Saturday, September 15, 2012

Vacation Work

Doesn't this sound like an oxymoron?  When I go on vacation, I always pack some art supplies .  I know other artists who do this, too.  But there's a limit to what we can take.   A larger issue is that we may be inspired to do very different kinds of work.  I don't like to impose an agenda on this time - I like to see what develops.  So I don't always know what to choose to bring along.

Al and I go back to the same place every year.  We know where we're staying, where we'll pick up food, what the options are for  recreation and entertainment.  But, of course, the experience is totally different from year to year.  The weather is a huge variable.  New people enter our lives.  New creatures leave their imprints on our hearts.

Even though I have a good sense of where I'll set up my "studio", I don't know until I get there what is going to spark the creative juices.

So this year I arrived with some watercolors and acrylics, brushes, paper, sketching materials.  And I waited a couple of days.  Nothing.  It was gorgeous weather.  The view from the deck of our cabin was glorious.  We savored the delicious fresh fish, lovely organic vegetables.  We took wonderful walks, picking berries, gathering stones, nourishing ourselves with the scenery, revelling in the relaxed rhythms.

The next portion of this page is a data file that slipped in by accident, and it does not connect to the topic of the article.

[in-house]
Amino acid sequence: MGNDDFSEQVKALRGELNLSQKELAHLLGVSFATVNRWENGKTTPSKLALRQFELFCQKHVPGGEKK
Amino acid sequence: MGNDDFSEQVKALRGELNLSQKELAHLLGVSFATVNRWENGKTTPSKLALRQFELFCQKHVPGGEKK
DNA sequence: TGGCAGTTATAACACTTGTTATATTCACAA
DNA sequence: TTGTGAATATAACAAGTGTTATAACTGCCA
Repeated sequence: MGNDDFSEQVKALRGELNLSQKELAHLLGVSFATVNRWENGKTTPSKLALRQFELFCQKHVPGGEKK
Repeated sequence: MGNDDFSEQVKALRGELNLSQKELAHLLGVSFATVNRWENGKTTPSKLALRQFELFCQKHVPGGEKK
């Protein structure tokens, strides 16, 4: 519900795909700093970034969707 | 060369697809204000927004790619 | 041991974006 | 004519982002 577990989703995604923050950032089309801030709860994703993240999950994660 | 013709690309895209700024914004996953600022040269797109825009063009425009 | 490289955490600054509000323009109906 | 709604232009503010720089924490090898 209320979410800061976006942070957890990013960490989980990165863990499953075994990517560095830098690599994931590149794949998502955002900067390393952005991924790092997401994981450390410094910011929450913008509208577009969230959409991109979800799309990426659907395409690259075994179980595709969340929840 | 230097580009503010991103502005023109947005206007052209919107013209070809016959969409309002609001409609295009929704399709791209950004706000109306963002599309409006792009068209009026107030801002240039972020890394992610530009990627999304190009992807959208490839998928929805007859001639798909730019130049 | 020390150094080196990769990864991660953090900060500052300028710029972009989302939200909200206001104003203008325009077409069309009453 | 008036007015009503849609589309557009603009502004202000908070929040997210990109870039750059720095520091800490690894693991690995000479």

Then the full moon rose over the Bay of Fundy.  It was so magnificent!  And I knew what my project would be.  I got some preliminary work painting done, and have a lot of work still to do at home before it will be completed.  But it was so engaging.  And it felt right for that time and place.  It actually enhanced my appreciation of being there.  We tend to think of work as taking away from our play time, our pleasure.  But in the best of worlds it deepens our experiences, satisfies us in a way that superficial "fun" would not.  It is a practice in patience to to wait for the creativity to emerge.  And it is a matter of trust.

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